America's Flower

America's Flower

By Robert B. Martin, Jr.

In October 1985, a Senate resolution naming the rose America’s National Floral Emblem was passed. The same resolution by the House of Representatives was passed in September 1986. And, on November 20, 1986, President Reagan, signed Proclamation 5574 declaring the Rose to be The National Floral Emblem of the United States of America. With this proclamation the Rose took its place among the beloved patriotic symbols of our nation, symbols that include the American Flag; the Great Seal including the U.S. Motto; the Bald Eagle; the National Anthem; the official March; and the National Tree, the Oak.

The identification of the Rose as America’s National Floral Emblem is prominently stated in the logo of the American Rose Society. In addition, on September 26, 2003, at the Fall ARS National Convention at Washington, D.C., the ARS unveiled an insignia celebrating the Rose as our National Flower. The design was commissioned by Mea Nursery, and gifted to the American Rose Society. The ARS, in turn, offered it as “our Gift to the Nation, to be used by all who would celebrate the Rose in commerce, at rose events, and in public and private gardens.”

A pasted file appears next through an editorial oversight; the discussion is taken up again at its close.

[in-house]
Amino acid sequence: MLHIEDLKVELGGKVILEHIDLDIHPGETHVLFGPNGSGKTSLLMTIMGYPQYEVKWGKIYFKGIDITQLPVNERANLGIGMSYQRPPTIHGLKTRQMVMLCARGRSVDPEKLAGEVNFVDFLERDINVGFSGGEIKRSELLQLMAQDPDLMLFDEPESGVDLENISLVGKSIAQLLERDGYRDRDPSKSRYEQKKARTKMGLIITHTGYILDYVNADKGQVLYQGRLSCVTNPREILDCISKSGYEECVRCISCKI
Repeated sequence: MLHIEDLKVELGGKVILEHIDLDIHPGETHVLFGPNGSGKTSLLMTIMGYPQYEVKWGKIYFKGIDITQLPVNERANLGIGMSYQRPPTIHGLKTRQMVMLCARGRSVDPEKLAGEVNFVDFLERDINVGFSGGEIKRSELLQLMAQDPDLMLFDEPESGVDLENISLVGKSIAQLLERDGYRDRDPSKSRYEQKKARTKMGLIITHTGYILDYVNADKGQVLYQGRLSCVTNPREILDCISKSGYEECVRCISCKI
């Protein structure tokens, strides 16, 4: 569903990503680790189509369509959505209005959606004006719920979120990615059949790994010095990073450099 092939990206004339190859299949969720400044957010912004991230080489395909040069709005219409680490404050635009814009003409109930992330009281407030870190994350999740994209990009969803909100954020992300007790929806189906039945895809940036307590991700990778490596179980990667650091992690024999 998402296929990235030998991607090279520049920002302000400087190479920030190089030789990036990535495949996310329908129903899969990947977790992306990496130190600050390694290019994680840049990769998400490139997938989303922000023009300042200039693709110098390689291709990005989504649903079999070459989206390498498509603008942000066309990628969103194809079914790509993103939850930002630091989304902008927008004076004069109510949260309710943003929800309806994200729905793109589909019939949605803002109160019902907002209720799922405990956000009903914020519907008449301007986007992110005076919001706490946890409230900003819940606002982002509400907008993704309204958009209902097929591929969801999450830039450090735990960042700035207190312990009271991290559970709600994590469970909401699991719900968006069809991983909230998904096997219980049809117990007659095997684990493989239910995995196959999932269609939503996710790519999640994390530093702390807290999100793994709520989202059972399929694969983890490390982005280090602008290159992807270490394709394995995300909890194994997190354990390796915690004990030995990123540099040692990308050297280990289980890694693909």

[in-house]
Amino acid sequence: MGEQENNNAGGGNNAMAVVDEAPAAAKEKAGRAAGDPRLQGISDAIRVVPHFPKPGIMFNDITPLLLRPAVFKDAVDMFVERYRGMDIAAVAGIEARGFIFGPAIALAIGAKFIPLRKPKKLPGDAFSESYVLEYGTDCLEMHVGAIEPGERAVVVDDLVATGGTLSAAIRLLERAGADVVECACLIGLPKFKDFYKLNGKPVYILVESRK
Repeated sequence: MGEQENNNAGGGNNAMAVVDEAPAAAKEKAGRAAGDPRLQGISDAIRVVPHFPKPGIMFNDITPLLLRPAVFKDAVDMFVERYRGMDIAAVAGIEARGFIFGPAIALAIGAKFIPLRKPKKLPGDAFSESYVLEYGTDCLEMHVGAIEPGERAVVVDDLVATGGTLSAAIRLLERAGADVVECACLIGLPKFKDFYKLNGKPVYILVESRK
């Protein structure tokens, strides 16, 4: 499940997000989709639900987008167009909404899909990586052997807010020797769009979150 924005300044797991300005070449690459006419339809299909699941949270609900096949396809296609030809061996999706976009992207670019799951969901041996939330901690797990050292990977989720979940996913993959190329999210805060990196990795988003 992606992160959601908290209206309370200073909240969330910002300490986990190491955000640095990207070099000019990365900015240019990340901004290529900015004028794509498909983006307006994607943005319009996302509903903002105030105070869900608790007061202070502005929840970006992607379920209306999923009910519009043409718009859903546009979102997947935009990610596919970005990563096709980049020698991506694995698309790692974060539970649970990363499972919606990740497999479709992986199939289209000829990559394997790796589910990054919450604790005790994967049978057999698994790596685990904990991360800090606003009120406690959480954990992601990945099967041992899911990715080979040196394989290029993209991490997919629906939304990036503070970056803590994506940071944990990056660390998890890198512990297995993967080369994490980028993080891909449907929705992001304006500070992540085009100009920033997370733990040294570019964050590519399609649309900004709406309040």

Having been honored to be the Guest Editors of the 2006 American Rose Annual, Dona and I thought it then fitting on the 20th anniversary of this Proclamation that our theme for the Annual should be “The Rose in America”. There we presented a variety of articles on the roses of America, its public gardens, its rose hybridizers, its industry and its emblems. Also on October 1, 2006 the National Garden was unveiled. First Lady Laura Bush presided at the dedication. In her remarks, Mrs. Bush said, “Mary (Johnston) planted the seeds of this garden in the early 1980s, when she worked with the American Rose Society and members of Congress to establish a national flower.

In years past, the American Rose Society has undertaken nation-wide events to draw attention to the Rose as America’s National Floral Emblem. These include the Year of the Rose – 2002, and Rose Day America, in 2005.

November 2016 will mark the 30th Anniversary of the Proclamation declaring the Rose to be The National Floral Emblem of the United States of America. I believe this an appropriate time has for the American Rose Society to once again undertake an initiative to remind the nation that the Rose holds a prominent place among the nation’s great patriotic symbols.

The position of the Rose in America is unique among flowers. Patriotism is never out of fashion, nor is the Rose. Let us never forget - nor fail to remind - that the Rose is America’s Flower and we of the American Rose Society are its guardians.